October blew in this week with a handful of tornado watches, daily downpours, and a cold front that brought temps down to freezing at night! We’re taking all the necessary measures to keep animals warm while they grow their down feathers and winter coats, but I can’t help but worry about them at night.
One day last week, the temperatures dropped into the mid-30s and weren’t much above that when we took the goats out to pasture around 8:00am. Poor Oreo was a shivering, shaking little ball of fluff. Olivia snuggled her under her jacket for a few minutes and we fed her some sunflower seeds. The fat in them is supposed to boost metabolism and help them put on a needed layer of fat. Thankfully, she was fine within a few minutes, but the prospect of losing her to hypothermia was terrifying.
I’ve since double the rations of sunflower seeds in the goats’ feed and made sure their hay feeder is full every night. As long as they have enough calories, they should produce enough body heat to stay warm and toasty. But, it’s a bit of trial-and-error right now, making sure they have enough without letting them gorge themselves on seeds and grain.
Oreo and S’more are filling out well. Their bellies are nice and round and their fur feels thick and soft. Their personalities are incredibly different, but they’re both sweet and loving in their own way. Oreo will come to sniff me down for treats and will let me hold her if S’more and Coco are out of sight. S’more is much more outgoing, approaching any of us without hesitation, letting us give him a good rubdown, especially behind the ears, and snuggling his chin down on your shoulder for a hug if you pick him up. His sweetness is amazing.
The chickens have grown up so much in the last few weeks! As a whole, their personalities have changed to be more trusting and tame, though certain individuals (ahem….Peepers) tend to run off any chance they get. On days that we’re home, we let them forage, but they’ve learned that 5:00 is quitting time! I take the bucket of food scraps with me when it’s time for them to go home, and they come running as soon as they see me with bucket in hand. They’ll come charging at me, clucking and fussing and jumping to see what I have to offer. When I get to their door, I dump the scraps inside the run, and they hustle inside to be the first to check out the goodies.
Check my insta for some hilarious videos of them running full speed to see what I have to offer.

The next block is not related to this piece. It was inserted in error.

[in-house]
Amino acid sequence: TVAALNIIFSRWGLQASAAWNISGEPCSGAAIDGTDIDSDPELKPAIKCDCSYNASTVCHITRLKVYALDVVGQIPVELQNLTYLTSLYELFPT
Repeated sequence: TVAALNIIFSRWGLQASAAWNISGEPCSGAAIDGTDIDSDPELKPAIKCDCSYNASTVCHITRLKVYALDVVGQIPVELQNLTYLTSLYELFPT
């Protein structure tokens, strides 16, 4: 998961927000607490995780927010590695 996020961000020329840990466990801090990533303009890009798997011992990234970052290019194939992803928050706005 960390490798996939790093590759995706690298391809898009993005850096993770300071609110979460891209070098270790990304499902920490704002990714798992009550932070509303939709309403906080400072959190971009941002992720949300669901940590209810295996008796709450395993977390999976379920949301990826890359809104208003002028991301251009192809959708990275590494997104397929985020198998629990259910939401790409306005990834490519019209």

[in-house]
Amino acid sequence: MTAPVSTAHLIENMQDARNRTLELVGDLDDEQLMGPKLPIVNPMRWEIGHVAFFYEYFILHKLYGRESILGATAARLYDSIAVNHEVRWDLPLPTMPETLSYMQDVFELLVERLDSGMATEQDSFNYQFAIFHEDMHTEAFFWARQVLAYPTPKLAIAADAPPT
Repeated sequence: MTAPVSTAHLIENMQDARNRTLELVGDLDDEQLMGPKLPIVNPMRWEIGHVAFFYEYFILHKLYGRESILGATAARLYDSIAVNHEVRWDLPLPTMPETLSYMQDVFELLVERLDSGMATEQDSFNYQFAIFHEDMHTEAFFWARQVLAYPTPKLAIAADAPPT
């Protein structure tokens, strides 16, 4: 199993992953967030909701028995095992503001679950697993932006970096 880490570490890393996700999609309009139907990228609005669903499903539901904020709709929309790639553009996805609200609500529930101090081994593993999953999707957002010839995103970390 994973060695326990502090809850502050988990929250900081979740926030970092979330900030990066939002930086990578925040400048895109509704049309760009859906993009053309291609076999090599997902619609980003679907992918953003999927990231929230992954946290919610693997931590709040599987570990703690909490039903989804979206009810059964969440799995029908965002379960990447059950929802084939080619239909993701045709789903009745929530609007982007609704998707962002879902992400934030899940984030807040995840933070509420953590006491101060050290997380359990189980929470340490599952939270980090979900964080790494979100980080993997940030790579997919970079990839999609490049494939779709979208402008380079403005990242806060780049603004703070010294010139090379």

Of course, none of them come every time. Undoubtedly, someone has wandered off or made a dust bath she doesn’t want to leave. Typically, a couple calls of “here, chick, chick!” and the wayward one gets it together and gets her fluffy butt in the pen with her flock-mates.
This week’s garden news is pretty much nada. Instead of working on my garden here, we traveled back to Illinois last weekend so that I could lead fall cleanup for the community garden at Luke 3:11 Share Center. The turnout was disappointingly low. It was eye-opening for me to see how the sense of community and the communication channels I put into place are faltering. I’ve been managing that garden from 250 miles away for two years now, and my visit gave me the incentive I needed to finally end my tenure there and hand the reins to someone who can love and nurture it better than I.
Truthfully, I’m still wrestling with my decision. I’m a people-pleaser and I don’t want to let down the directors or the volunteers by quitting. However, I’m learning to trust that God has a plan for that place that’s beyond the dreams of any of us. Someday, I’ll write about the incredible ways God has provided for the Share Center, but for now, I’m praying for peace about my decision to move on. If you could, I would appreciate prayers that they quickly find a new, dedicated director of sustainability to take my place.
Whew! That got real intense (for me, anyway)! Anyway…
That’s the news here on VanHoveln Farm this chilly October morning. Find us on Facebook and Instagram for all the latest info, or if you’re in the Cedar Rapids-Iowa City corridor area, stop on in. Bring a baggie of sunflower seeds, and you’ll make friends for life!